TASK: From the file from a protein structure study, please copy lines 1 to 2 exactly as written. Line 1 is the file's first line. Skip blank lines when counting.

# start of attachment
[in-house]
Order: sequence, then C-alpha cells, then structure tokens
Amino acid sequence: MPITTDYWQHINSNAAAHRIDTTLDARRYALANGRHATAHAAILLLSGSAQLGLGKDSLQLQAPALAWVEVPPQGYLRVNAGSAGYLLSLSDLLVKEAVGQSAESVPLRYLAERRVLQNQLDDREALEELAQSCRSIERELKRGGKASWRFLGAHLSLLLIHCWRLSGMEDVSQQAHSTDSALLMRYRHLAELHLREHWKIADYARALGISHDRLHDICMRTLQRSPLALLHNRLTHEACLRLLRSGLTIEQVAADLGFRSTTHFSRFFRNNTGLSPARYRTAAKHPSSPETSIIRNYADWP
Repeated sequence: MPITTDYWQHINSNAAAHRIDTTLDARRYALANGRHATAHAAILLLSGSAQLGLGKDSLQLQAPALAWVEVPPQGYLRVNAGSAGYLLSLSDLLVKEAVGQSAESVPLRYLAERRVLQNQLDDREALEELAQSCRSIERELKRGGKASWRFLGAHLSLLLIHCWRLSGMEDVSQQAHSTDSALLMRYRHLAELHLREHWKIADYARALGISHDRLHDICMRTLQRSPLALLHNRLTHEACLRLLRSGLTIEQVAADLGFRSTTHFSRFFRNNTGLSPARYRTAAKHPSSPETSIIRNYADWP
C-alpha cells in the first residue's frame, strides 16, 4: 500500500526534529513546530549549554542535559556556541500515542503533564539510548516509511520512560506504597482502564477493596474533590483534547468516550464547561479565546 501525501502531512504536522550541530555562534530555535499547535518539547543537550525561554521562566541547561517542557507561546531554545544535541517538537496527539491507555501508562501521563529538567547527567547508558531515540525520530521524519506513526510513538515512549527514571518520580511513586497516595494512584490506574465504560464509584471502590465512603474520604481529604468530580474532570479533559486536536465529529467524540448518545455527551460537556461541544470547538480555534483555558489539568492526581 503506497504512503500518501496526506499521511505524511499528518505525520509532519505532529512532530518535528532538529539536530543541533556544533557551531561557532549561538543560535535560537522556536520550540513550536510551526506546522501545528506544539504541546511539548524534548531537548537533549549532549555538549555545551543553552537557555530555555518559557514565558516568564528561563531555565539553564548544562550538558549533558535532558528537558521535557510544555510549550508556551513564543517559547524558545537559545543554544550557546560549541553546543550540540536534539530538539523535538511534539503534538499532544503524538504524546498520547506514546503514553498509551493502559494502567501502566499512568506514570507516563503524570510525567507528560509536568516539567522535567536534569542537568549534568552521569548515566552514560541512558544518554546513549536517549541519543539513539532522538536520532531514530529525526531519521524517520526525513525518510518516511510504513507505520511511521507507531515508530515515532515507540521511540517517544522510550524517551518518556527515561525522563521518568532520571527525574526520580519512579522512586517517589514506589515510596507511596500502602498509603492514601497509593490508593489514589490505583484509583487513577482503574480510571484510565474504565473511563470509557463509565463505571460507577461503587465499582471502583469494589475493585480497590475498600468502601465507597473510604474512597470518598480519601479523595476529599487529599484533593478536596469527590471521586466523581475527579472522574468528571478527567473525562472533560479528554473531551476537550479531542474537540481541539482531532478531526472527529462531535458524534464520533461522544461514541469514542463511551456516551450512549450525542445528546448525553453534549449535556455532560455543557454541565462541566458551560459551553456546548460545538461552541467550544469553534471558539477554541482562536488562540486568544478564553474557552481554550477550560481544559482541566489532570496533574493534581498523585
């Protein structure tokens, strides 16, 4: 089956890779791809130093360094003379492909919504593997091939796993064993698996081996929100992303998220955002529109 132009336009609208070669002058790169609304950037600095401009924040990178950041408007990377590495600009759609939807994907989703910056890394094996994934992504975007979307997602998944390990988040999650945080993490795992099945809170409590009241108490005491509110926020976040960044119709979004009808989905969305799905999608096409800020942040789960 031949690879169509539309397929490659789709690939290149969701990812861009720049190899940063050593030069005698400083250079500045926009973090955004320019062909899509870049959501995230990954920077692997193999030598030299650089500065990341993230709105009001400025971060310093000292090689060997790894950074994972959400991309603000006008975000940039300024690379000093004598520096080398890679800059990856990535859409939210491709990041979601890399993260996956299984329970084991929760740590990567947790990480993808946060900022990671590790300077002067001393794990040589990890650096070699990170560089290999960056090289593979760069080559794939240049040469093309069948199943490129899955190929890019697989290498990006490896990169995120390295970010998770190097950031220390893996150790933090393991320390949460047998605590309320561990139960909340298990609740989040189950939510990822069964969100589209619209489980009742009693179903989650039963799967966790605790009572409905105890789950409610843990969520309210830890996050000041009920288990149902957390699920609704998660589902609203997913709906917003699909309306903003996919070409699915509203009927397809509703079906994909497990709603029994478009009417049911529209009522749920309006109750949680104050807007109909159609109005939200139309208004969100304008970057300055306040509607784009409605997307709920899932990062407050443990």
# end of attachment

[in-house]
Order: sequence, then C-alpha cells, then structure tokens